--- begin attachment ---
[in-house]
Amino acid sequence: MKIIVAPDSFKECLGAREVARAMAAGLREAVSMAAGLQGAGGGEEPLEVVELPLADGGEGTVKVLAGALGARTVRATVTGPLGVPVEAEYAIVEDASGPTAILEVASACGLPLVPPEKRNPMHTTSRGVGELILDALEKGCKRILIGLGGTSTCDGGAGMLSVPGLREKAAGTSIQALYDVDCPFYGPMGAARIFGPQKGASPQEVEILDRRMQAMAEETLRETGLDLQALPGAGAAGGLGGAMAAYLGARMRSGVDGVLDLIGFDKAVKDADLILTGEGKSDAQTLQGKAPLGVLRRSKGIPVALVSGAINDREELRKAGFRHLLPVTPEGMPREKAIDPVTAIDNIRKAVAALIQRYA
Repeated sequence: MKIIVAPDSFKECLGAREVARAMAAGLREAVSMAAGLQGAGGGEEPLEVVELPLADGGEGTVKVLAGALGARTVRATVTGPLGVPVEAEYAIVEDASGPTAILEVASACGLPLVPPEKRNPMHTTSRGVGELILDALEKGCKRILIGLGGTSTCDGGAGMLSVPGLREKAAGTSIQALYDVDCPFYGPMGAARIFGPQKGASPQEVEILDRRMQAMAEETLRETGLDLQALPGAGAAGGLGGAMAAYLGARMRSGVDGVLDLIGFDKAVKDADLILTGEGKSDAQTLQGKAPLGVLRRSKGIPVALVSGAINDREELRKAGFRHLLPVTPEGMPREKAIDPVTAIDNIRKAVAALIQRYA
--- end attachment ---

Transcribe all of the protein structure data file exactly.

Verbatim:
[in-house]
Amino acid sequence: MKIIVAPDSFKECLGAREVARAMAAGLREAVSMAAGLQGAGGGEEPLEVVELPLADGGEGTVKVLAGALGARTVRATVTGPLGVPVEAEYAIVEDASGPTAILEVASACGLPLVPPEKRNPMHTTSRGVGELILDALEKGCKRILIGLGGTSTCDGGAGMLSVPGLREKAAGTSIQALYDVDCPFYGPMGAARIFGPQKGASPQEVEILDRRMQAMAEETLRETGLDLQALPGAGAAGGLGGAMAAYLGARMRSGVDGVLDLIGFDKAVKDADLILTGEGKSDAQTLQGKAPLGVLRRSKGIPVALVSGAINDREELRKAGFRHLLPVTPEGMPREKAIDPVTAIDNIRKAVAALIQRYA
Repeated sequence: MKIIVAPDSFKECLGAREVARAMAAGLREAVSMAAGLQGAGGGEEPLEVVELPLADGGEGTVKVLAGALGARTVRATVTGPLGVPVEAEYAIVEDASGPTAILEVASACGLPLVPPEKRNPMHTTSRGVGELILDALEKGCKRILIGLGGTSTCDGGAGMLSVPGLREKAAGTSIQALYDVDCPFYGPMGAARIFGPQKGASPQEVEILDRRMQAMAEETLRETGLDLQALPGAGAAGGLGGAMAAYLGARMRSGVDGVLDLIGFDKAVKDADLILTGEGKSDAQTLQGKAPLGVLRRSKGIPVALVSGAINDREELRKAGFRHLLPVTPEGMPREKAIDPVTAIDNIRKAVAALIQRYA